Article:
The previously tight company discovered that it had turned into a huge institution with dozens of extra staff. Dressing rooms were concrete cells. The members who had survived from Olivier’s time became nostalgic for their leaky old rehearsal room. Incredibly, no funds had been set aside for the extra cost of running the building – to be fair it would probably never have been built if there had – and Hall soon realised that, unless he was given more money, his funds for productions could easily be spent on cleaning the windows. These discoveries led to a change of heart among the theatrical community. Those same radicals who had campaigned for a National Theatre turned against it, fearing there were going to be no funds for anyone else.
All this politicking affected people’s feelings for the building. Lasdun’s idea of decoration was to leave imprints of the wooden planks that held the concrete in place when it was being poured. When Richard Eyre told Albert Finney that Peter Brook had said a theatre should be like a violin – its tone coming from its period and age – Finney’s response was, ‘Who’d build a violin out of fucking concrete?’ Architects, however, were to be seen stroking the concrete, admiring the way it takes the light. And audiences – used to claustrophobic Shaftesbury Avenue foyers – took quickly to the theatres’ public spaces, with their pools of dramatic lighting isolating different areas.
It’s not easy to build a theatre that is both intimate and able to seat enough people to make it viable. Lasdun spent most of his time working on the Olivier Theatre, looking at the ancient Greek theatre at Epidaurus and finally coming up with the idea of putting the stage in the corner, encircled by the audience. The acoustics have always posed a problem because, according to Eyre, ‘The volume of space is so huge in proportion to the number of people in the audience.’ But gradually directors like Eyre and Nicholas Hytner discovered that it works best either with a huge set that uses the famous revolving drum, or with almost no set at all. Hearteningly, more and more directors and designers have learnt these skills: witness Marianne Elliott and Tom Morris’ powerful recent production of ‘War Horse’ which proved that, even on such a huge stage, a non-speaking horse made of aluminium and gauze can hold an audience’s attention.
While months were spent discussing the Olivier, the Lyttelton received short shrift. Lasdun misguidedly thought that building a proscenium arch theatre was a pushover. No one wanted cherubs – especially postmodern ones – but he would have been well advised to study the structures, at least, of Edwardian architect Frank Matcham, who was a genius at creating an intimate relationship between actors and audience. Instead, the Lyttelton is a cold space in which those in the circle and those in the stalls have no sense of being in the same room. The one director who makes this space work is Katie Mitchell, whose cinematic style, as seen in ‘Iphigenia at Aulis’ (strangely she chooses to direct Greek tragedies in the Lyttelton and not the Olivier) reveals the theatre at its best.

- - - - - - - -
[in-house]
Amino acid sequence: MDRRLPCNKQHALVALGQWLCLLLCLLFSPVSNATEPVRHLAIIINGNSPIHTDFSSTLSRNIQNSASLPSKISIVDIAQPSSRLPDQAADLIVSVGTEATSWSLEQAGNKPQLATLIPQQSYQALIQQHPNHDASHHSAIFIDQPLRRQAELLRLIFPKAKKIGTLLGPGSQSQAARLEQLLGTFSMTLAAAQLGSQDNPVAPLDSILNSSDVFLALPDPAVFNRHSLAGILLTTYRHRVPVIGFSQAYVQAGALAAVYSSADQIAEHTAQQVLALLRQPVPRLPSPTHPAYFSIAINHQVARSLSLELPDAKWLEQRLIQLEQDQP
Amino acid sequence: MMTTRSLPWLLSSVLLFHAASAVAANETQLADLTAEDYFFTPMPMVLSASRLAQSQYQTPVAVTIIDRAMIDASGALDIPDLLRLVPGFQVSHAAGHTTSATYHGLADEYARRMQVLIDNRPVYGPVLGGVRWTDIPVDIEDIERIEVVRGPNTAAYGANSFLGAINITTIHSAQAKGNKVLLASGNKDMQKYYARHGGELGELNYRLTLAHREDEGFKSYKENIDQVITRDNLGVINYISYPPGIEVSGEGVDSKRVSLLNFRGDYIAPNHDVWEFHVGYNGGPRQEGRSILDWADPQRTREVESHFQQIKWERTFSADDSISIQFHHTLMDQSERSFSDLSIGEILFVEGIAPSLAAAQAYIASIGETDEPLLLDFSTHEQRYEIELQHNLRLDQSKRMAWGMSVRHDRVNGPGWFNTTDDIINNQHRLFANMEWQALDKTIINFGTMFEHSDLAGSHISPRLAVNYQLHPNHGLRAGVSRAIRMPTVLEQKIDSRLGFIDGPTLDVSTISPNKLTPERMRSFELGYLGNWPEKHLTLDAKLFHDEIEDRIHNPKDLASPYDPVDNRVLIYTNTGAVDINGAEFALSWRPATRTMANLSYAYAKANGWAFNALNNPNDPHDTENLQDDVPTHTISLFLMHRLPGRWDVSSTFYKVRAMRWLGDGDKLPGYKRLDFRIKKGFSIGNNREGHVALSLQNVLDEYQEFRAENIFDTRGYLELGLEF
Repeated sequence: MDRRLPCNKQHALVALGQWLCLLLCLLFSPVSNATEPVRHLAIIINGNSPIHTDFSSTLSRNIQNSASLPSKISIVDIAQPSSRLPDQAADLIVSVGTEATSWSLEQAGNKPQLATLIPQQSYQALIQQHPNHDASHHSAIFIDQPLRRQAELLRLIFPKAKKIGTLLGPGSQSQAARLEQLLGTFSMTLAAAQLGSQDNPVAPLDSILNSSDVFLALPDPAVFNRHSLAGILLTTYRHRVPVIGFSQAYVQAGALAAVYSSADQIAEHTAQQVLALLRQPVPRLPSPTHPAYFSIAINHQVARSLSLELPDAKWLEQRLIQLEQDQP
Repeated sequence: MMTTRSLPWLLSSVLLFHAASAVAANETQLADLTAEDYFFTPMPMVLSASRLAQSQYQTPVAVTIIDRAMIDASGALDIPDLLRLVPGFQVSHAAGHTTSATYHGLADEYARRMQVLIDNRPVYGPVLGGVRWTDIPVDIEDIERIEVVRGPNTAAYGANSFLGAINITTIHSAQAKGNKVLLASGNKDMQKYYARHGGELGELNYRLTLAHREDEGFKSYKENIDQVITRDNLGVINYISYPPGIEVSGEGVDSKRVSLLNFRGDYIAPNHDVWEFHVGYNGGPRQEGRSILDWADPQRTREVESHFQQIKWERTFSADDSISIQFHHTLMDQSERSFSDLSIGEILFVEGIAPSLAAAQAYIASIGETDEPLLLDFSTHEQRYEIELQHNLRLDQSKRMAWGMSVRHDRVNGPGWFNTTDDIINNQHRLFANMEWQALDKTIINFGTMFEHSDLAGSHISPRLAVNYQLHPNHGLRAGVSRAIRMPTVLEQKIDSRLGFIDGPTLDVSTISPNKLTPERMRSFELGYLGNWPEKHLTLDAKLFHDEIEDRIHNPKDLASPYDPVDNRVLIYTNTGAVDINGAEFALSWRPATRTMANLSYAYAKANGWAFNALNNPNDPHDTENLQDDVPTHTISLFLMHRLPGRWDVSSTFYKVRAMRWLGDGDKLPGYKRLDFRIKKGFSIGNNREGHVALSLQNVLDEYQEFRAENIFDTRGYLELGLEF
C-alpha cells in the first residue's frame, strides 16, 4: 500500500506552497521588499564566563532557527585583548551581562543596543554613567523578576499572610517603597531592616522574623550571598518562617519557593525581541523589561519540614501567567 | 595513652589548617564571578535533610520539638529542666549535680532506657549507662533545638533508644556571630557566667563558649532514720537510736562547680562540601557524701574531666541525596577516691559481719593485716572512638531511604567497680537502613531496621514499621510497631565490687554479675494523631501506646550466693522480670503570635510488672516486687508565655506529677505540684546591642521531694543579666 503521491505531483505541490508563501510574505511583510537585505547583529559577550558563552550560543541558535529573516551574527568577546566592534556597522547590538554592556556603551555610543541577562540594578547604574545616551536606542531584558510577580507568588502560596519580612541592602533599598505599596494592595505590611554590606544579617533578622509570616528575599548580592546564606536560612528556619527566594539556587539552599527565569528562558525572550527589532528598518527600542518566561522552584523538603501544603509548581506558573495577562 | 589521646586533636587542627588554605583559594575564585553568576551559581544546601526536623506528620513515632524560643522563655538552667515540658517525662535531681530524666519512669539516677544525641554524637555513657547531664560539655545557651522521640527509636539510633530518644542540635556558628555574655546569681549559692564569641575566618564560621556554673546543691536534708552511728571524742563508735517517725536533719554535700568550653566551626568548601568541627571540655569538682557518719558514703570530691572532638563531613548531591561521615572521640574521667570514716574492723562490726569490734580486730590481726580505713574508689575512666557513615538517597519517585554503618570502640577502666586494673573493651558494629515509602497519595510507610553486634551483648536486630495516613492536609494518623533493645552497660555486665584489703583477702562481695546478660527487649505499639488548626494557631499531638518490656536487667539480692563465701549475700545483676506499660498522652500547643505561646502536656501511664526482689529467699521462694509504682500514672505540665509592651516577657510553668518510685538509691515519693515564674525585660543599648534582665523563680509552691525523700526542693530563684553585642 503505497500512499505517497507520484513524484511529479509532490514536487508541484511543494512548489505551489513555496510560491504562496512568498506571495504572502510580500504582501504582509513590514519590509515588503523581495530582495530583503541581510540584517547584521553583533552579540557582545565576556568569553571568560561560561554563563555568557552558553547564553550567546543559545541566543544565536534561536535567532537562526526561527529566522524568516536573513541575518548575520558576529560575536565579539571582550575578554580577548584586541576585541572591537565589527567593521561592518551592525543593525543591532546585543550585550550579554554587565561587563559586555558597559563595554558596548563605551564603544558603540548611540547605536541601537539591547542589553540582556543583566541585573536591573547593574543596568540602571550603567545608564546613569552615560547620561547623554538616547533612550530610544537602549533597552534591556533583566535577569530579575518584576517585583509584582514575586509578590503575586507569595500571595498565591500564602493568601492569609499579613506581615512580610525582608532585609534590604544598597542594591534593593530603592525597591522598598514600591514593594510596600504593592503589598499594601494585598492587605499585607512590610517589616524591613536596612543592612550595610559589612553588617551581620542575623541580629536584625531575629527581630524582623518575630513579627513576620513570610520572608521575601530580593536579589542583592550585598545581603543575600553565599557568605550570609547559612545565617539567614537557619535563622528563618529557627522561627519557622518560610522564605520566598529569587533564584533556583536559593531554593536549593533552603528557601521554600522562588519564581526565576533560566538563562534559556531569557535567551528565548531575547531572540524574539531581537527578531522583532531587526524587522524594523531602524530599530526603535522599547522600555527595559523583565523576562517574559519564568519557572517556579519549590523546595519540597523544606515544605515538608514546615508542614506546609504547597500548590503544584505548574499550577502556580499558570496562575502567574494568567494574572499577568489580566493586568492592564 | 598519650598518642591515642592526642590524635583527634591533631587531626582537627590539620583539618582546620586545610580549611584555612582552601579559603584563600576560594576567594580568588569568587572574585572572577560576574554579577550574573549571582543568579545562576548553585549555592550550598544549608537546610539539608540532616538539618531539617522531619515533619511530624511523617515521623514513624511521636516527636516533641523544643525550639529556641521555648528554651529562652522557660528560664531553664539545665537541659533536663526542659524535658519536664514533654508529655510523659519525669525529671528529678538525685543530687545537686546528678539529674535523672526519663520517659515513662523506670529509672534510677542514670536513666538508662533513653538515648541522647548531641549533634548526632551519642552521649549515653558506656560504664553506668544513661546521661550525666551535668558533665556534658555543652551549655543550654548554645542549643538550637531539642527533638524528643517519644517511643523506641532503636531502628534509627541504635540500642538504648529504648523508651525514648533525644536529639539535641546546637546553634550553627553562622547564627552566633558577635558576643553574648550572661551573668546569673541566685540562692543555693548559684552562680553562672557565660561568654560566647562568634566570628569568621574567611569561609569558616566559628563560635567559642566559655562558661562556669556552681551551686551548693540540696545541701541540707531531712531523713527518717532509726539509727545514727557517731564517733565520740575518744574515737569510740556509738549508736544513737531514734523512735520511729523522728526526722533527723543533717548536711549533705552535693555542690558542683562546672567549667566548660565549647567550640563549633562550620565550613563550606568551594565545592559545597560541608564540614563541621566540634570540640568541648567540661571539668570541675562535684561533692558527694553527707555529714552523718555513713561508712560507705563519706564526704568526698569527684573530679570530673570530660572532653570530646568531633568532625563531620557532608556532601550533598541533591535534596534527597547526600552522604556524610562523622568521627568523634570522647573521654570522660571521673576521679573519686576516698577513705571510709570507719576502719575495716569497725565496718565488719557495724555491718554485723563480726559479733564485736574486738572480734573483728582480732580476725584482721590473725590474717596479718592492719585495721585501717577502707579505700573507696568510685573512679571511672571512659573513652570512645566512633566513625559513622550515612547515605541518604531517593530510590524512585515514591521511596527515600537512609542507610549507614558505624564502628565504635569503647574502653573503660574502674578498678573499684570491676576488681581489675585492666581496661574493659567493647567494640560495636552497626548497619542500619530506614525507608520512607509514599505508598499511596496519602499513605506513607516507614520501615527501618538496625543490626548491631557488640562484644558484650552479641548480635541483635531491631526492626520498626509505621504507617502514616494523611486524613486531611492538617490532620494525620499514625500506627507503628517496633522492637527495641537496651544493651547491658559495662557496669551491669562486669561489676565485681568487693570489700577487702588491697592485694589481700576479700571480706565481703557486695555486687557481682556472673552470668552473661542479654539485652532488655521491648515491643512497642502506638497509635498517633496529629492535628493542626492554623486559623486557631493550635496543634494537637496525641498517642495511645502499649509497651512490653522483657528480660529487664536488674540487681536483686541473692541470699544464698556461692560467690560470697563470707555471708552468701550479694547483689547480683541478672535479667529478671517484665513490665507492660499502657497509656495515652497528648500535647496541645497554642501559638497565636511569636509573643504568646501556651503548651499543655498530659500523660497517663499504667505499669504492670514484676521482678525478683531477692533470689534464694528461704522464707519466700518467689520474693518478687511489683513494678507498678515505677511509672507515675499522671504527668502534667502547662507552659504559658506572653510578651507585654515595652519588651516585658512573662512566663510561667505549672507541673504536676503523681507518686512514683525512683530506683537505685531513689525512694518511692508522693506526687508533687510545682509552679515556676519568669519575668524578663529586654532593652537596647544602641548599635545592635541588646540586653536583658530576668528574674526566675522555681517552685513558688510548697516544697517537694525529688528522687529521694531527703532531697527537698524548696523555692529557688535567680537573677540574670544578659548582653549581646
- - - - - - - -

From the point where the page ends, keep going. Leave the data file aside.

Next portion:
Lasdun’s classical purity didn’t allow for any hoardings, and complaints were made that there was no way of knowing that the building contained three theatres. Ralph Richardson suggested that it would add to the jollity if a rocket was launched nightly, but the 1983 Harrods bomb put paid to that. The digital board that you can see from Waterloo Bridge was installed during Hall’s time. Later, in 1996, work started on several major changes, some of them against Lasdun’s will. The architects Stanton Williams were brought on board, their task becoming harder when the building was rightly listed Grade II*. That listing ensured that it was impossible to demolish the walkway that links the Olivier in a roundabout fashion to Waterloo Bridge, in spite of the fact that few people use it. But the biggest change was to remove the road that separated the theatre from the river, and to put the bookshop and a new box office where the porte-cochère had been. This created a new public space, known as Theatre Square, used for outdoor performances. And – glory be! – the concrete was cleaned and no longer looks streaked in the rain.
Recently, coloured lights have lit up the Lyttelton flytower and, last year, Heather Ackroyd and Dan Harvey were even allowed to grow grass up its front.
Its painful history almost forgotten, the South Bank has grown more popular with the addition of Tate Modern, Shakespeare’s Globe, the London Eye and the restoration of the Festival Hall. It seems strange now to read Peter Lewis’ 1990 history of the National Theatre in which he asks whether it was ‘built in the wrong place, isolated on an untheatrical, unconvivial site on the wrong side of the river instead of in the heart of London’s theatreland’. How wrong he was. The artistic quarter that Lasdun dreamt of 40 years ago has well and truly arrived.
National Theatre, South Bank, SE1 (020 7452 3000/
- Add your comment to this feature